Doctor of Philosophy (PhD)
Faculty of Science
Dr. Kim P. Roberts
Culture and the self form a dynamic system that shapes children’s memories. However, how these two constructs influence specific memory processes still requires further investigation. The present dissertation contains four studies that examined the influences of cultural backgrounds and self-views on children’s memory encoding and delayed retrieval. Participants across four studies were recruited in the year range of 2016 to 2018. A total of 243 Grade 1 and 2 (the younger group) and Grade 3 and 4 (the older group) children participated, with an age range of seven to ten years. Specifically, 121 Chinese children were from Mainland China and 96 Euro-Canadian and 26 Eastern children were from Canada. In Study 1, 61 Chinese children and 50 Euro-Canadian children watched a story that contained both social- and individual-focused events. Participants’ recall and recognition memory were tested immediately after watching the story (to measure encoding), and then 5 to 7 days later (to measure memory reconstruction and delayed retrieval). Children’s self-views were measured using a revision of the Twenty Statements Test in which they provided 10 statements to describe the self following the “I…” prompt (renamed the TenST). To eliminate the confounding effect of the immediate interview on children’s delayed recall, Study 2 was conducted in which 60 Chinese and 46 Euro-Canadian children participated and received the delayed interview only. To explore how Eastern immigrant children’s unique acculturation experience shapes their memory processes, in Study 3, 26 Eastern children were recruited and their memory encoding and delayed retrieval were assessed. Study 4 included participants from the first three experiments and the association between children’s self-concept and memory encoding and delayed retrieval was evaluated.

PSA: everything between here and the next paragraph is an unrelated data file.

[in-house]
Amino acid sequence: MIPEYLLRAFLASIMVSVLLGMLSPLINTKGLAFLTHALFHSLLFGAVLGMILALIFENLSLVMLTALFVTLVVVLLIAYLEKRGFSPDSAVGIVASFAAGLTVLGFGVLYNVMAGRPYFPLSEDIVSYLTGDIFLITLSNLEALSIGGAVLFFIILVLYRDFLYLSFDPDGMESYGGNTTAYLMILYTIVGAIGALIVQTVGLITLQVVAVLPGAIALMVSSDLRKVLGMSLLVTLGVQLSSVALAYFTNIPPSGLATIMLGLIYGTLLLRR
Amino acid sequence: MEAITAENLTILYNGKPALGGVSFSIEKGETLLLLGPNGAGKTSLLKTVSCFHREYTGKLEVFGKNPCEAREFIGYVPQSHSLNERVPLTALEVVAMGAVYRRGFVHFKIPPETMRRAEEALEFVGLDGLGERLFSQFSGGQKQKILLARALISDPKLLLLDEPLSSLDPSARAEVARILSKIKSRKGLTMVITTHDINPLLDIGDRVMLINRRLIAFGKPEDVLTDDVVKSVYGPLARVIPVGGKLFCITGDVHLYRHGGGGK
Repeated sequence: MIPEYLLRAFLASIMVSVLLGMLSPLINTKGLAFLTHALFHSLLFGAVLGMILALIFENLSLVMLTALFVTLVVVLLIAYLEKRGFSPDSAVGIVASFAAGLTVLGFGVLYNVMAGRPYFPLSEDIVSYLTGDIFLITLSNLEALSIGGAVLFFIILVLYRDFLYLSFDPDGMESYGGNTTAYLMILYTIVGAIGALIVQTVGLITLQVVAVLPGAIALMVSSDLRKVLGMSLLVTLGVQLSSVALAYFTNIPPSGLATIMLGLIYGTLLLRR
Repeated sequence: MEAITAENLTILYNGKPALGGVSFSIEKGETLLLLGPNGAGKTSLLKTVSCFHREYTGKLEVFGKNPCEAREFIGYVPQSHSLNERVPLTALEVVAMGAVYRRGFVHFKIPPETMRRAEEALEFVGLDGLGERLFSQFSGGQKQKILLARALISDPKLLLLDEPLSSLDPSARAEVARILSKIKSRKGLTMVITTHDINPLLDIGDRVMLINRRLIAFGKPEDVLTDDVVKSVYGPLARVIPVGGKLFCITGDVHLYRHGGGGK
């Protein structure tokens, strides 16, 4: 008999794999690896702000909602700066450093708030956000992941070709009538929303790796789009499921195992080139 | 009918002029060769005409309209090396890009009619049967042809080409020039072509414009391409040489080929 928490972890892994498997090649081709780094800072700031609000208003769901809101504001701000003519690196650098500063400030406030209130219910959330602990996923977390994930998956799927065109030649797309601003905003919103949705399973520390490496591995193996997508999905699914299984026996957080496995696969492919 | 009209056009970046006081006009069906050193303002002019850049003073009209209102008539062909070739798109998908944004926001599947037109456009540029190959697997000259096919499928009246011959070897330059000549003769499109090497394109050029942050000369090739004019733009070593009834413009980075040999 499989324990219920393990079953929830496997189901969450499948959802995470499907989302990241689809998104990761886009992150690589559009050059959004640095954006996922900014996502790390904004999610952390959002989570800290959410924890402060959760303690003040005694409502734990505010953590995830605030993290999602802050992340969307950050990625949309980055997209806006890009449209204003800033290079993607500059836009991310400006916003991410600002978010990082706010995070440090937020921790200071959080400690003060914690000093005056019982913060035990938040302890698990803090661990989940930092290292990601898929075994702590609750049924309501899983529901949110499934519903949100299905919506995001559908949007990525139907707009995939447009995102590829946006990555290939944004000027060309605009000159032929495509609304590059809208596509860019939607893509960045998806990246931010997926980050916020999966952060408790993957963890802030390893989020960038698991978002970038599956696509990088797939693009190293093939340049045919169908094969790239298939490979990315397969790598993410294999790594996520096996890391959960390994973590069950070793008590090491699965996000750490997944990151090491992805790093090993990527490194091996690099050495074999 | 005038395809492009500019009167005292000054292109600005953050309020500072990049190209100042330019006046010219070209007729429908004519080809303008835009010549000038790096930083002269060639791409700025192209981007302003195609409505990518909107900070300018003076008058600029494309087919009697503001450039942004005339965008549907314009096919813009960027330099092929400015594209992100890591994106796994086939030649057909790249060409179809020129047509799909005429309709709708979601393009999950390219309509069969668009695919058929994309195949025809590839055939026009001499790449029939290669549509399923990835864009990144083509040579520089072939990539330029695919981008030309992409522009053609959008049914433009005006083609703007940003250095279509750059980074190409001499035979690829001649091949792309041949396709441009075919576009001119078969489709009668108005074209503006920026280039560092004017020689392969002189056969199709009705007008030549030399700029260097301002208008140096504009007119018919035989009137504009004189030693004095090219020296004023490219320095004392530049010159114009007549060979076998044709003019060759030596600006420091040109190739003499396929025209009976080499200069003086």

Results showed that, compared to Euro-Canadian children, Chinese children accurately recalled more social-oriented information in both the immediate (Study 1) and delayed interviews (Studies 1 and 2). In Study 3, older Eastern children’s recall and recognition memory resembled that of their Euro-Canadian counterparts, whereas younger Eastern children’s recall and recognition memory reflected collectivist emphasis. In Study 4, whether children’s self-concept oriented towards the individualist or collectivist dimension was significantly associated with whether individual- or social-oriented information was well-encoded and remembered. A culturally invariant development trend in self-understanding also emerged – older children, compared to younger children, provided more self-descriptions related to abstract and inner qualities (e.g., “I am smart”). Overall, findings from the present program of research could elucidate the extent to which children’s memory encoding and delayed retrieval vary with their ethnic backgrounds and self-views.
Qi, Hongyuan, "THE INFLUENCES OF CULTURE AND THE SELF ON CHILDREN’S MEMORY ENCODING AND DELAYED RETRIEVAL" (2019). Theses and Dissertations (Comprehensive). 2211.